The controversial HPV vaccine given to girls to prevent cervical cancer is now being recommended for boys. The humanpapilloma virus, or HPV, is spread through sex.
To hear doctors tell it, the statistics are scary. The HPV can lead to cervical cancer in women and other cancers in men. Now the CDC is recommending girls and boys consider getting vaccinated against the virus, but some people still don't like the idea.
Midvale New Jersey mom Laurie Veneziale made sure her teenage daughter got the HPV vaccine aimed at preventing cervical cancer.
Gloria Veneziale, her daughter, says: "I didn't know what it was at all my doctor told me to get it... Prevent anything from happening."
Scott Miller who has two little boys to young to be vaccinated yet... says he's not so sure what he will do in the future.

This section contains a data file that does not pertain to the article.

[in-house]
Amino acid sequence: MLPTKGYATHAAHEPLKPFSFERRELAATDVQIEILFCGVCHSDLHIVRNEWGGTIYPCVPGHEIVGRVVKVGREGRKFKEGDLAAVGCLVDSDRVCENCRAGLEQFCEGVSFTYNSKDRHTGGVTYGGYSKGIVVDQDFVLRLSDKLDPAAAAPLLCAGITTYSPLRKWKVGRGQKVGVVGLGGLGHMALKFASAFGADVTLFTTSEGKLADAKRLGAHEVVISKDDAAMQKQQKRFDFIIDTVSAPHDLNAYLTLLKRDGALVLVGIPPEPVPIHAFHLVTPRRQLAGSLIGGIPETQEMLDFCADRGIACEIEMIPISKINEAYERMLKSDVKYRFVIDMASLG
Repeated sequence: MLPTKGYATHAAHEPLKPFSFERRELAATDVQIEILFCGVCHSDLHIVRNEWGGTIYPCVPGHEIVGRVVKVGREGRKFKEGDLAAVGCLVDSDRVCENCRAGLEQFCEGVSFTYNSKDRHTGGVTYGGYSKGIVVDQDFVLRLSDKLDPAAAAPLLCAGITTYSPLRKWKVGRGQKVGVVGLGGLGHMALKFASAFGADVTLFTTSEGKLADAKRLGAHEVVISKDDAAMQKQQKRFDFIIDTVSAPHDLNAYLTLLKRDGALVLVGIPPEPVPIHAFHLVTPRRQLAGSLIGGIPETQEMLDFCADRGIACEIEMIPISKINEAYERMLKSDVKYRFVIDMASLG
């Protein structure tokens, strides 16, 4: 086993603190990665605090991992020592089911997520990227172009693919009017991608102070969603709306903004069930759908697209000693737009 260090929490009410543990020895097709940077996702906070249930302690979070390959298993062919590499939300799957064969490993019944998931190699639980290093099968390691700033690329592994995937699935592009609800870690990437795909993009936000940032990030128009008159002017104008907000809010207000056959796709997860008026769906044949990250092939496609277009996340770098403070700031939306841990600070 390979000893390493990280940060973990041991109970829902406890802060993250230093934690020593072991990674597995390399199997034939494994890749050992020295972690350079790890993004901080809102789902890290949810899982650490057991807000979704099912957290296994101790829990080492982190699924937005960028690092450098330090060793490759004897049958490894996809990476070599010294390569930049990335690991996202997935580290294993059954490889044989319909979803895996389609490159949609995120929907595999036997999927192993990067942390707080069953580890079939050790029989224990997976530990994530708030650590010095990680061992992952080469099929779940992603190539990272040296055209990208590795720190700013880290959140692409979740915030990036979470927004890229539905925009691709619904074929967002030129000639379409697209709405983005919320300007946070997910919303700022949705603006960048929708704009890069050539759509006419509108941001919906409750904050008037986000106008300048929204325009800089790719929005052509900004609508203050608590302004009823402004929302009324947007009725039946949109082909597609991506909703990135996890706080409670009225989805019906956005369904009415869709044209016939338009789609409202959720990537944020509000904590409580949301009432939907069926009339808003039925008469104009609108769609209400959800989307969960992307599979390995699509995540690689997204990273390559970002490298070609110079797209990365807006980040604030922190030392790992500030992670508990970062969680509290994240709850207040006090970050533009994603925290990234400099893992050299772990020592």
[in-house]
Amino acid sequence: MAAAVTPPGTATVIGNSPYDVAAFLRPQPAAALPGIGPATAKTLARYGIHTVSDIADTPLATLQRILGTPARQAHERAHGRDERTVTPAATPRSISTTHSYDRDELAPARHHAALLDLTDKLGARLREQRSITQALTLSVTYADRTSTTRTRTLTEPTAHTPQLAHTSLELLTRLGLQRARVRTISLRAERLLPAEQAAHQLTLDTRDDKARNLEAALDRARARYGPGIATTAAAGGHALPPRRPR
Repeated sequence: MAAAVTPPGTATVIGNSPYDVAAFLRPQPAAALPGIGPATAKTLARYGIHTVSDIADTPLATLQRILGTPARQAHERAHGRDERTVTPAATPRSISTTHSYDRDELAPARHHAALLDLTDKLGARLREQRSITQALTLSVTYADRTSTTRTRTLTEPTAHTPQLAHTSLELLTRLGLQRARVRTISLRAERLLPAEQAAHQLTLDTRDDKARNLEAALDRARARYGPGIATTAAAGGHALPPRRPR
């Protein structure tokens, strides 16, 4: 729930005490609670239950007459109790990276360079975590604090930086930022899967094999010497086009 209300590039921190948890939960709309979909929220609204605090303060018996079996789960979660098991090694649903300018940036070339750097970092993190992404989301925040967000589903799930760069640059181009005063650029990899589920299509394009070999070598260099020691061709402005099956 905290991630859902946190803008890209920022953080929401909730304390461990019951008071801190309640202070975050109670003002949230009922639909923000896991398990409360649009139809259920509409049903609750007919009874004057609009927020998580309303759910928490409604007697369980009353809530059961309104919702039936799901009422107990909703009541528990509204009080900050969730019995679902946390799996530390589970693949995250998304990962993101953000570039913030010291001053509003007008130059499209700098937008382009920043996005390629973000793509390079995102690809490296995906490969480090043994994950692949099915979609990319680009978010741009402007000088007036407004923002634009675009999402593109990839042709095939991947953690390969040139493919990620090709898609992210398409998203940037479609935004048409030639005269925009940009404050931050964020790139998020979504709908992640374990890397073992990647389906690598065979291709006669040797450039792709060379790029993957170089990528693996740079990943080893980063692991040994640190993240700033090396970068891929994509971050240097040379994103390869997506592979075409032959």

The Centers for Disease Control and Protection now wants boys starting at ages 11 and 12 to get vaccinated against the humanpapilloma virus as well as girls. The virus is sexually-transmitted.
Boys can be carriers and pass it on to girls or boys.
The vaccine is controversial. Conservative groups are against it because they support abstinence before marriage.
Dr. Cindy Parnes with the Women's Wellness Center in Midvale says worry about the safety and social ramifications of the HPV vaccine are overblown for girls and boys.
"HPV is accountable for about 15,000 cancers in young women every year and 7,000 in men. Not only will by vaccinating men you will prevent the cancers that occur you will also be protecting the young women out there."
Controversy about the HPV vaccine has even hit the Presidential campaign trail. Republican Presidential candidate Rick Perry says he now regrets supporting a plan making the vaccine mandatory for sixth grade girls in Texas.
His rival Republican candidate Michelle Bachmann claims she met a woman who blamed the vaccine for causing mental retardation.
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